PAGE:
Publications by authors named "Bader Aldeen Alhafez"

8 Publications

  • Page 1 of 1

Invasive nontyphoidal Salmonella infection in a patient with Roux-en-Y gastric bypass and gastrostomy tube: a case report.

J Med Case Rep 2021 Aug 5;15(1):389. Epub 2021 Aug 5.

Department of Internal Medicine, Division of Hospital Medicine, The Ohio State University Wexner Medical Center, M112 Starling Loving Hall, 320 West 10th Avenue, Columbus, OH, 43210, USA.

Background: Infections with nontyphoidal Salmonella most commonly cause a self-limited gastroenteritis in humans and are the leading source of foodborne illness. In the USA, the incidence of culture-confirmed invasive Salmonella is extremely rare. Here, we present a unique case of enteric nontyphoidal Salmonella enteritidis infection that progressed to an invasive bacteremia in a patient with Roux-en-Y gastric bypass and gastrostomy feeding tube.

Case Presentation: A 58-year-old Caucasian woman with a past medical history of Roux-en-Y gastric bypass with revision and recent gastrostomy feeding tube insertion was admitted with fever and diarrhea. During her inpatient stay, two sets of blood cultures grew Salmonella enteritidis and she was promptly treated with intravenous antibiotics. Her hospital course was also complicated by acute kidney injury. The patient recovered after treatment with a third-generation cephalosporin and supportive treatment.

Conclusion: We present an unusual case of nontyphoidal Salmonella enteritidis bacteremia complicated by acute kidney injury in a middle-aged woman with a previous history of Roux-en-Y gastric bypass and gastrostomy feeding tube insertion. Further investigation is needed to identify whether gastric surgeries or procedures are independent risk factors for invasive nontyphoidal salmonellosis.
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http://dx.doi.org/10.1186/s13256-021-03003-0DOI Listing
http://www.ncbi.nlm.nih.gov/pmc/articles/PMC8340372PMC
August 2021

Interactions of hypertension, obesity, left ventricular hypertrophy, and heart failure.

Curr Opin Cardiol 2021 07;36(4):453-460

John Ochsner Heart and Vascular Institute, Ochsner Clinic Foundation.

Purpose Of Review: Hypertension (HTN) and obesity are major risk factors for cardiac remodeling and dysfunction, leading to left ventricular hypertrophy (LVH) and heart failure (HF). In this review, we discuss the complex mechanisms and effects of HTN and obesity, and their treatments in LVH, ventricular function, and HF.

Recent Findings: Obesity and HTN impact the heart through overlapping neurohormonal pathways. However, the relationship between obesity and cardiomyopathy is more complex, and additional metabolic and hemodynamic pathways seem to contribute to cardiac dysfunction in these patients. Weight loss and blood pressure (BP) control help to prevent and reverse at least some of the damage caused by obesity and HTN even beyond what would be expected from solely the hemodynamic changes.

Summary: Obesity and HTN cause maladaptive changes in the heart that can lead to LVH and HF. Weight loss and BP control help to, at least partially, reverse some of these changes and improve clinical outcomes in patients with HF.
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http://dx.doi.org/10.1097/HCO.0000000000000868DOI Listing
July 2021

Bariatric Surgery in Patients with Obesity and Ventricular Assist Devices Considered for Heart Transplantation: Systematic Review and Individual Participant Data Meta-analysis.

J Card Fail 2021 03 25;27(3):338-348. Epub 2020 Dec 25.

John Ochsner Heart and Vascular Institute, Ochsner Clinic Foundation, New Orleans, Louisiana; The University of Queensland Ochsner Clinical School, New Orleans, Louisiana.

Background: Class II obesity (body mass index BMI ≥35 kg/m) is a contraindication to heart transplantation (HT). Although few single-center studies (case reports/series and small cohorts) have reported promising outcomes of bariatric surgery (BS) in patients with obesity and ventricular assist devices, low sample sizes have made their analysis and interpretation challenging.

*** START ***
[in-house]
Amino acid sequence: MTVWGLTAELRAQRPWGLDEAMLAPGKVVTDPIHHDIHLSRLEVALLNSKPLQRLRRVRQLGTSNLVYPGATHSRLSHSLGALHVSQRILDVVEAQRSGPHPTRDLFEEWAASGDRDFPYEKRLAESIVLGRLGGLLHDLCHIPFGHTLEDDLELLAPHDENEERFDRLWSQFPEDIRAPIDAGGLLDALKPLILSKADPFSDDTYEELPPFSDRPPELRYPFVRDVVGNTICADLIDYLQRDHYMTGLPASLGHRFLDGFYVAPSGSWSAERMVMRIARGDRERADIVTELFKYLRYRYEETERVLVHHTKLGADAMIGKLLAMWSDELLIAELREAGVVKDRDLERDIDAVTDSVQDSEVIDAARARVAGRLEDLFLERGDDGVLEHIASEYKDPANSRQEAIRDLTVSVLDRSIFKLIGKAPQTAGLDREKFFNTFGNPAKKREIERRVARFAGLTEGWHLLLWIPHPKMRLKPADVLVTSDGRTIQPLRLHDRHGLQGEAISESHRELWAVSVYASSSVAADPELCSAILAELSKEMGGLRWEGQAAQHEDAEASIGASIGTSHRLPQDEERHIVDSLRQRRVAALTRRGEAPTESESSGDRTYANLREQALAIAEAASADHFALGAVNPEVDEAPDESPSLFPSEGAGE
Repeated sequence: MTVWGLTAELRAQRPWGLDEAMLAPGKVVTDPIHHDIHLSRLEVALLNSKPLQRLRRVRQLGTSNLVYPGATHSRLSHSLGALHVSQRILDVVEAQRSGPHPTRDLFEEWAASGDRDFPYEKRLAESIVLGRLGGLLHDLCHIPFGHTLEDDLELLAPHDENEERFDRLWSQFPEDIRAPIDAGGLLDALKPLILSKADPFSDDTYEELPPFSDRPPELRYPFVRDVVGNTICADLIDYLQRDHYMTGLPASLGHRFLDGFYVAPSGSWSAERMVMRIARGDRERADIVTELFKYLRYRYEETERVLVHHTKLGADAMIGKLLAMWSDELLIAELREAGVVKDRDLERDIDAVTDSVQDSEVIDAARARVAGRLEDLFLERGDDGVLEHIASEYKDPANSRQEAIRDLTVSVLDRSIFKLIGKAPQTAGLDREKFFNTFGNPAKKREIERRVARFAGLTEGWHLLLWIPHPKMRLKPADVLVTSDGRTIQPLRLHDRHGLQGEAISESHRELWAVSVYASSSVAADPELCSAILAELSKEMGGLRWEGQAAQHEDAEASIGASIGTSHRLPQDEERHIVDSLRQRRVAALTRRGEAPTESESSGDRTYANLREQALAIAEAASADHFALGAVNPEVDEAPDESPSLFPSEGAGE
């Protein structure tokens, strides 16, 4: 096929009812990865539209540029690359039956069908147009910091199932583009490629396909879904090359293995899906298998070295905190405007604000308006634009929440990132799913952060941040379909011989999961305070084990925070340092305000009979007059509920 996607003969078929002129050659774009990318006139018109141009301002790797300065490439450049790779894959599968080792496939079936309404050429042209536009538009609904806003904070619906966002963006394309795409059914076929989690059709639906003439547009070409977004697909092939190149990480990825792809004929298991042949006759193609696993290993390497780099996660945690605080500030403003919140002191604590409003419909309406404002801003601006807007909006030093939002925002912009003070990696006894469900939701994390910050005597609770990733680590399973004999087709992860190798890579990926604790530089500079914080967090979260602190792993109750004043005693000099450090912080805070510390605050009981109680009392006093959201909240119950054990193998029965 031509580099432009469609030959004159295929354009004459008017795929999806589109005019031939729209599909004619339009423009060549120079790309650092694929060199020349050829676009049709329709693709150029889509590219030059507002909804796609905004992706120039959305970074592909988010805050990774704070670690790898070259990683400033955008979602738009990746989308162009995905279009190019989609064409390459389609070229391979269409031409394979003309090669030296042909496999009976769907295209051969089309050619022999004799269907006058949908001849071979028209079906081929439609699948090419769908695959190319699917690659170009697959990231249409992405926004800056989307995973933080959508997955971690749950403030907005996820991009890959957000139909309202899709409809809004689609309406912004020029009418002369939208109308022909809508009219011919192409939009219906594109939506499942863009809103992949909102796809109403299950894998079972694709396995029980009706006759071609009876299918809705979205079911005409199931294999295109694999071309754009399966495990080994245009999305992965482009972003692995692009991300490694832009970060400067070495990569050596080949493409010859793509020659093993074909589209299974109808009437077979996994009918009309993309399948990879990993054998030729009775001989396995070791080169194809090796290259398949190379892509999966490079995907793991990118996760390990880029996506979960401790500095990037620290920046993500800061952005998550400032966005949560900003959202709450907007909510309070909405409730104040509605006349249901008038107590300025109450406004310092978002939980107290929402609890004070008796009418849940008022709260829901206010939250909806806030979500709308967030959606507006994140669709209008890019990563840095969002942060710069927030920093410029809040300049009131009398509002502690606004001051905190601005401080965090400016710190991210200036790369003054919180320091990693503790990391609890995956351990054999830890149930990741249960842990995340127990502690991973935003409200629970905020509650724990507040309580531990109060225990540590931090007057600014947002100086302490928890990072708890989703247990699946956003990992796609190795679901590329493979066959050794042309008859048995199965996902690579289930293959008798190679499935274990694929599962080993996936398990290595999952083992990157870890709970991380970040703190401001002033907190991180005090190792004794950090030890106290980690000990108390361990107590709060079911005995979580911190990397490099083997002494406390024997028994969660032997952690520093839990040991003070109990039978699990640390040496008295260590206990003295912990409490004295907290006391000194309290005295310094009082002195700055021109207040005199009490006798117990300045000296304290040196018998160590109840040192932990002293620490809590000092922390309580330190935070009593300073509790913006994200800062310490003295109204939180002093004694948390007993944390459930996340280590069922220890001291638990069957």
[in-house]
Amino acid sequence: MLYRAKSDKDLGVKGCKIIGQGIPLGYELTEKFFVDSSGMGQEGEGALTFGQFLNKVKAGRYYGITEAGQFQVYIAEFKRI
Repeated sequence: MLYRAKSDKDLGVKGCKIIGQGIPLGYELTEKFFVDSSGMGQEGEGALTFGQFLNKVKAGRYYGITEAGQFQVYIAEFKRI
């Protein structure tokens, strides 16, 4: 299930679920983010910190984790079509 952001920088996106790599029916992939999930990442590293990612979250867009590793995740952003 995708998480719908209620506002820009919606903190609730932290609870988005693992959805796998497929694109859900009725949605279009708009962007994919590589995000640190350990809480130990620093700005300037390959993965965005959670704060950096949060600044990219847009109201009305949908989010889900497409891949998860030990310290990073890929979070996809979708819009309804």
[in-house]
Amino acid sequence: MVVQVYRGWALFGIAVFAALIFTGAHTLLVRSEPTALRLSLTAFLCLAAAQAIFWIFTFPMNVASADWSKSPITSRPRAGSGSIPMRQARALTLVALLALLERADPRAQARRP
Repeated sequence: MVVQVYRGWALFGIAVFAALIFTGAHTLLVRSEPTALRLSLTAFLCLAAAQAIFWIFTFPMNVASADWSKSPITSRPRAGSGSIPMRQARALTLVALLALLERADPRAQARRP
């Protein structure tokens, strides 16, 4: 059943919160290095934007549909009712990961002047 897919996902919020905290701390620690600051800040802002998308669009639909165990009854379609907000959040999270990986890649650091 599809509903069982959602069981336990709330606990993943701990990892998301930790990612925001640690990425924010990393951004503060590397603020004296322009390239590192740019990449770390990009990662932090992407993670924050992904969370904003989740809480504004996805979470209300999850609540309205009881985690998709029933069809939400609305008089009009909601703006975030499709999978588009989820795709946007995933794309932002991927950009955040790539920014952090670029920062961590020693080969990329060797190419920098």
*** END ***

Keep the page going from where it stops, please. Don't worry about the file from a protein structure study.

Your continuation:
Methods And Results: We conducted a systematic search in ClinicalTrials.gov, Cochrane, Embase, PubMed, Google Scholar, and most relevant bariatric and heart failure journals. We extracted baseline and outcome individual participant data for every ventricular assist device patient undergoing BS with reported postoperative BMI and their respective timepoints when BMI data were measured. Fourteen references with 29 patients were included. The mean age was 41.9 ± 12.2 years, 82.8% underwent laparoscopic sleeve gastrectomy, and 39.3% had reported perioperative adverse events. The mean pre-BS BMI was 45.5 ± 6.6 kg/m and decreased significantly during follow-up (rho -0.671; P< .00001). Among 23 patients with documented listing status, 78.3% were listed for HT. Thirteen of 28 patients (46.4%) underwent HT at 14.4 ± 7.0 months. There were no reported deaths for the HT-free 1-year period. Median follow-up was 24 months (interquartile range, 12-30 months). Twenty-two of 28 patients (78.6%) achieved the composite outcome (BMI of<35 kg/m/HT/listing for HT/myocardial recovery) at 11 months (interquartile range, 3-17 months). Patients with a BMI<45 kg/m had a higher chance of achieving the composite outcome (P< .003).

Conclusions: BS may help patients with obesity and ventricular assist devices to lose a significant amount of weight and improve their candidacy for HT or even achieve myocardial recovery.
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http://dx.doi.org/10.1016/j.cardfail.2020.12.011DOI Listing
March 2021

Laparoscopic sleeve gastrectomy in obese patients with ventricular assist devices: a data note.

BMC Res Notes 2020 Sep 17;13(1):439. Epub 2020 Sep 17.

The John Ochsner Heart and Vascular Institute, Ochsner Clinic Foundation, New Orleans, LA, USA.

Objectives: Patients with end-stage heart failure (ESHF) treated with ventricular assist devices (VADs) tend to gain weight after implantation, which is associated with higher complication rates and is a contraindication for heart transplantation (HT). The objective was to analyze the outcomes of obese patients with ESHF and VADs who underwent laparoscopic sleeve gastrectomy (LSG) at Ochsner Medical Center in New Orleans, which is the only program performing VADs and HT in the State of Louisiana, and also one of the largest VAD centers in the USA.